With most senior executives receiving a large part of their annual remuneration in the form of long term share based incentive schemes, it would seem only sensible they do everything possible to ensure their company’s share price performs. Whilst that would suggest a focus on usual metrics such as increased sales, improvements in productivity and general efficiency, and higher profits an aspect of their business that might fall under the radar is the performance of their Investor Relations program.
As we have written previously, a good Investor Relations person is seen as someone who continually provides investors with access to management, has an excellent knowledge of the business, is both transparent and honest, and provides frequent communication. So it goes without saying that any organisation able to deliver their IR in this way has to be perceived by the investment community as being better run and more on top of their game than a corporate that doesn’t - and, therefore, a more likely candidate for them to invest in.
One of the tasks of any IR person is to keep shareholders happy and ensure they remain on the register whilst, at the same time, encourage new entrants to step up and buy their shares. All of which helps ensure the share price doesn’t suffer from selling pressure and, as long as good results keep coming, possibly heads higher as the register tightens.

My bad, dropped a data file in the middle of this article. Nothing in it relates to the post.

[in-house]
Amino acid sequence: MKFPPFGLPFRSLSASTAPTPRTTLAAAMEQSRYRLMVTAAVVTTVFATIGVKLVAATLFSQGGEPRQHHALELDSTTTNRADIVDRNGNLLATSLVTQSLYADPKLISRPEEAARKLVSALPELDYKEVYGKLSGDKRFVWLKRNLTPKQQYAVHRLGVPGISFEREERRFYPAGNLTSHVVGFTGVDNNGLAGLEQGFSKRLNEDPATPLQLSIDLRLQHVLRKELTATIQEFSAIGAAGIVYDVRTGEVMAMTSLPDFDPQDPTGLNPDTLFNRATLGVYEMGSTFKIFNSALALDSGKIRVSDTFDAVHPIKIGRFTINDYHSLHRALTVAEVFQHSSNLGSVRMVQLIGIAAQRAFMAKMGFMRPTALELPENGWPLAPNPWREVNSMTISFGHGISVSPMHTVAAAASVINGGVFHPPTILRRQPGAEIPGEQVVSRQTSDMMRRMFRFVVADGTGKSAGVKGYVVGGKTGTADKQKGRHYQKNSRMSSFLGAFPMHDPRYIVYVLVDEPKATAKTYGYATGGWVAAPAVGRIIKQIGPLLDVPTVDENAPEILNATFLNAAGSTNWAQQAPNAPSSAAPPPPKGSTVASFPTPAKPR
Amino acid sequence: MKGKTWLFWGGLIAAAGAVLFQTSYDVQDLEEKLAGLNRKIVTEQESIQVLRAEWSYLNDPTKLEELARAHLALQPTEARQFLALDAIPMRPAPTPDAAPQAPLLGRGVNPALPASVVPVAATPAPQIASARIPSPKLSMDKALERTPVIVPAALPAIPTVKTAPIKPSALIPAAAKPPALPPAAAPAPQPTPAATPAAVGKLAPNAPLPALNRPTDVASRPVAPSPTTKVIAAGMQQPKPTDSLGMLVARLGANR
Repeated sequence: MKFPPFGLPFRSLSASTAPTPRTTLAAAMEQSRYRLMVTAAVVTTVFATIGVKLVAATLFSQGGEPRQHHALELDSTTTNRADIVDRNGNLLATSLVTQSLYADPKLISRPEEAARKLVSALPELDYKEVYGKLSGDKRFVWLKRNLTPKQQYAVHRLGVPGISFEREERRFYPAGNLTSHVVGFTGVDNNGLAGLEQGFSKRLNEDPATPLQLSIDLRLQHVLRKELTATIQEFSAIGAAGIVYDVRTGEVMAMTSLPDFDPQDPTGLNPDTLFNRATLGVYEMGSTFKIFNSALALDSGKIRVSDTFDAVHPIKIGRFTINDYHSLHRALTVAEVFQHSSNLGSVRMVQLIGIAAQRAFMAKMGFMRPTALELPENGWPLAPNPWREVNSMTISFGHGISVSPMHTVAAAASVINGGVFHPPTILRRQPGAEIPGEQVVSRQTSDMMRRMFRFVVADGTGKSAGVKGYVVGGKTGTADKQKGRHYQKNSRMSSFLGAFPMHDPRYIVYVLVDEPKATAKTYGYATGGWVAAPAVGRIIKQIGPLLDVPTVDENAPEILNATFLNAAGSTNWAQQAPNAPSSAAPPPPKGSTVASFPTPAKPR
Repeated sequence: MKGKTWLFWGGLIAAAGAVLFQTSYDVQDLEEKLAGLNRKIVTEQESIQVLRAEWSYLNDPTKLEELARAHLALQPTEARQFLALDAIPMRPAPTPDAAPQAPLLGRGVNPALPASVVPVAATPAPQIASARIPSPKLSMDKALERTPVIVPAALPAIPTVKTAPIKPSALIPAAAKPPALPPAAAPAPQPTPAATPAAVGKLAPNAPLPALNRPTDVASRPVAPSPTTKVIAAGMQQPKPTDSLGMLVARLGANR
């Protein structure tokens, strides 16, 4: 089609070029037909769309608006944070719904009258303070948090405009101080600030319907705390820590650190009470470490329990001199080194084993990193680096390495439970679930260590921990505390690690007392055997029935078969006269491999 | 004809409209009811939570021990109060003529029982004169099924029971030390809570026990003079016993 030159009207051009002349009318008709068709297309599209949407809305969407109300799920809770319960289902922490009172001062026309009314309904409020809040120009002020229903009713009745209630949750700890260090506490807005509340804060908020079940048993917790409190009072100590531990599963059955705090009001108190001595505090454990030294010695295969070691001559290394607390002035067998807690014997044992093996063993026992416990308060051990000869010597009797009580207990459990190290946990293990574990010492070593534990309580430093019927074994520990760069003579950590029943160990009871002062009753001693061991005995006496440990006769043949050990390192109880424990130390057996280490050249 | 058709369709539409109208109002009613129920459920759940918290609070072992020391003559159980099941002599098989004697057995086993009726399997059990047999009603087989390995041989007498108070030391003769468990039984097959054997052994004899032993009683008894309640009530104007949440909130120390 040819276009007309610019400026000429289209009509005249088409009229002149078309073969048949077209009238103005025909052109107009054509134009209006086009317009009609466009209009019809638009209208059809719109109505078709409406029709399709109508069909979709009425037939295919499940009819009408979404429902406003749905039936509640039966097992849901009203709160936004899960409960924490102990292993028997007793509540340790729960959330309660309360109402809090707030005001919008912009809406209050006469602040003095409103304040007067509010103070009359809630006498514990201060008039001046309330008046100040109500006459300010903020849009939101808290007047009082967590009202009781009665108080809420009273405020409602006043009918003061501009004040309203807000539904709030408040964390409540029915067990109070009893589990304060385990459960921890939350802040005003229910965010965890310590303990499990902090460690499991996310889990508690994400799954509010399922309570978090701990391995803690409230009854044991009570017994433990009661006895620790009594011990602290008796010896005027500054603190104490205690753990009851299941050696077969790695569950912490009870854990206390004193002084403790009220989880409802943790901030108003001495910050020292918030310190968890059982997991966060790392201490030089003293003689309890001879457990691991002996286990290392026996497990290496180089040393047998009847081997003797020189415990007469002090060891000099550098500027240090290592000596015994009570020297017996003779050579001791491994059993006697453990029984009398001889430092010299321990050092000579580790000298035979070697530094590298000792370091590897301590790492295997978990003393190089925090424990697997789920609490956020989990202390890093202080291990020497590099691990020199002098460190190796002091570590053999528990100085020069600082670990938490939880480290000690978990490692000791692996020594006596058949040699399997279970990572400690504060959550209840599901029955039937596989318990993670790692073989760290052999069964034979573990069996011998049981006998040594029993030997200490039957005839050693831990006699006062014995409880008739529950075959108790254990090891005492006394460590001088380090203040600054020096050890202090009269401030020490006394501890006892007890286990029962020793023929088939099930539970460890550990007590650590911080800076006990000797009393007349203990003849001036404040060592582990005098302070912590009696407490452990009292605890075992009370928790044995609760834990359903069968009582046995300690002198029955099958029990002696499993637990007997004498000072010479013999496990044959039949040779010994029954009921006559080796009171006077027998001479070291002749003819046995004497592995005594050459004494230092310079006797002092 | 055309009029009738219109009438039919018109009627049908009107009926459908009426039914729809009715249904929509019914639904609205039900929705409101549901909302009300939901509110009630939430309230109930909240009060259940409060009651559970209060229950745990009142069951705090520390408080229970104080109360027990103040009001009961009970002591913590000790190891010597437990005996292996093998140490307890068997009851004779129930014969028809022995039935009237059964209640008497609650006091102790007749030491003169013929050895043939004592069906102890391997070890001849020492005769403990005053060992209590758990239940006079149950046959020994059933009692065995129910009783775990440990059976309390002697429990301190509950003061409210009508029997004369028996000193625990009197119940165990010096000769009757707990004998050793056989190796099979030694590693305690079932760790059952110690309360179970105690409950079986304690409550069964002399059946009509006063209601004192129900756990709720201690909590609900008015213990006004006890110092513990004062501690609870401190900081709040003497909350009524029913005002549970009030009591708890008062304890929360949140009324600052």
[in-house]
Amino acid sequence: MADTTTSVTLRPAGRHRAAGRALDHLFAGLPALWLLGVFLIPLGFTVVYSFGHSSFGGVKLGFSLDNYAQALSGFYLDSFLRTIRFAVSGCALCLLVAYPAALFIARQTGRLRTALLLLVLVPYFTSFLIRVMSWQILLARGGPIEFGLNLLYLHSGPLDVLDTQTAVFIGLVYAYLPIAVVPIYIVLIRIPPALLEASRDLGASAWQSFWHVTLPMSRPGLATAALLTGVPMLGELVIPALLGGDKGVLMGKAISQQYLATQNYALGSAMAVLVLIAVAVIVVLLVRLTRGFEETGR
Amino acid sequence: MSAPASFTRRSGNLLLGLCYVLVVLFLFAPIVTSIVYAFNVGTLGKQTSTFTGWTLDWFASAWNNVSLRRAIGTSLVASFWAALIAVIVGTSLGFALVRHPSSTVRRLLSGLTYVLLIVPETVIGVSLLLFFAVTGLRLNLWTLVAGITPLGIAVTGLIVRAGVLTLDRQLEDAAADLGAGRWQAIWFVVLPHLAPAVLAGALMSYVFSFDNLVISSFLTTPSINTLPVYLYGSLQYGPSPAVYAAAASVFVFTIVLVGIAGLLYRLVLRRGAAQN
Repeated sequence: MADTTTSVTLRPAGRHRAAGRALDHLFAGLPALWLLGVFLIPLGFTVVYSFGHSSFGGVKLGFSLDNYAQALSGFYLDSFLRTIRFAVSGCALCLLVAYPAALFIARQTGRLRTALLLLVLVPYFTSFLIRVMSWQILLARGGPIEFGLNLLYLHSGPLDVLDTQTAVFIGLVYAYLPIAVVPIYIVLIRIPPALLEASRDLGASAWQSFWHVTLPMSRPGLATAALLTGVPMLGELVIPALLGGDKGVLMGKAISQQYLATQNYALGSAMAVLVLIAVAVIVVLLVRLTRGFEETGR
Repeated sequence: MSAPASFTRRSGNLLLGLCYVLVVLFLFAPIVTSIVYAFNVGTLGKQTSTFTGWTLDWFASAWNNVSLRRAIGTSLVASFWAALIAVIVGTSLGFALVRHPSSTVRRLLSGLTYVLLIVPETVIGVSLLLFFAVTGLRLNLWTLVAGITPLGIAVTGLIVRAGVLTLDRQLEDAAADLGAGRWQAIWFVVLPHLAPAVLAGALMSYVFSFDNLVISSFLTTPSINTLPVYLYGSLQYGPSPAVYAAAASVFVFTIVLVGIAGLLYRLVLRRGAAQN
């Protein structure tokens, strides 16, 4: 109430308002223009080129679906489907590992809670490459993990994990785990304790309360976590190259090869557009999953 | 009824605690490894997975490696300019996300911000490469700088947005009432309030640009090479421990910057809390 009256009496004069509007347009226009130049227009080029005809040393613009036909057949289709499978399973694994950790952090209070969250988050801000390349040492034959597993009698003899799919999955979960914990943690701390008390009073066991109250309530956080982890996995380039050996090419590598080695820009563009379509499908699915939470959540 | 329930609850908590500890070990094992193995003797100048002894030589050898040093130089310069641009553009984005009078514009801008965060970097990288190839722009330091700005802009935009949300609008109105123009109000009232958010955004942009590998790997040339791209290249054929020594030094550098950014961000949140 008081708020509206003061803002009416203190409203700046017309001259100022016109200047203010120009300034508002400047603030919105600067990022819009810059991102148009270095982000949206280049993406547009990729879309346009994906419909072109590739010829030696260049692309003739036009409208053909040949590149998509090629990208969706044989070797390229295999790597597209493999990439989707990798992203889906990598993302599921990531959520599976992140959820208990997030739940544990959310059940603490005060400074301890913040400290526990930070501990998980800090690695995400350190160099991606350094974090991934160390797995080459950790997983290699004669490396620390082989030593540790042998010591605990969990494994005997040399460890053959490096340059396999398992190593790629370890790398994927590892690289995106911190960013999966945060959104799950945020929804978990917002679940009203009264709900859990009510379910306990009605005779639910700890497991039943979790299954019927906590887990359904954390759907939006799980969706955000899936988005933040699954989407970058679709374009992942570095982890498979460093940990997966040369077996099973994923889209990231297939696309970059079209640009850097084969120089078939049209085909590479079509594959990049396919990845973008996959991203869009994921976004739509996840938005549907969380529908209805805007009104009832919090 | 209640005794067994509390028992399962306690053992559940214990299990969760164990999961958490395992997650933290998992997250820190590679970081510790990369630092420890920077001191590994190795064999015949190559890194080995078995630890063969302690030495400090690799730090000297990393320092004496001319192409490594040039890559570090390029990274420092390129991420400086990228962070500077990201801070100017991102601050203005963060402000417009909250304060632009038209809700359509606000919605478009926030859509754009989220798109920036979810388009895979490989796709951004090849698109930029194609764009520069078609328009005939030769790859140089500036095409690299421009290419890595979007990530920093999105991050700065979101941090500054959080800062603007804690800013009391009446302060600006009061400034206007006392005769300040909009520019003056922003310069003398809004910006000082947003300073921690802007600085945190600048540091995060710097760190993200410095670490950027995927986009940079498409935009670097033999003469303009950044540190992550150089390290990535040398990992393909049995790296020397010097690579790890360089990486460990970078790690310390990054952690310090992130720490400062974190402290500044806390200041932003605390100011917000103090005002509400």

But how much is an investor prepared to pay for the contributions of the IR team to the share price? And at what point do investors say that that work is now fully priced into the shares? Recent research conducted by Peter Lee Associates sought to find an answer to these questions.
Whilst most respondents (74%) suggest that IR makes no difference at all to how a company’s shares are priced by the market, 14% believe a poorly performing IR team can cause a discount and 12% take the view that good IR results in a share price premium. After eliminating those who think IR does nothing for the share price, what sort of premium or discount do the other 24% feel can be attributed to the performance of an IR team?
Interestingly enough the respondents who believe good IR does lead to a premium were split equally between one of 0 - 5% and 5 - 10% — but most of those who take the view that poor IR leads to a discount felt that that would sit somewhere between 5 - 10%.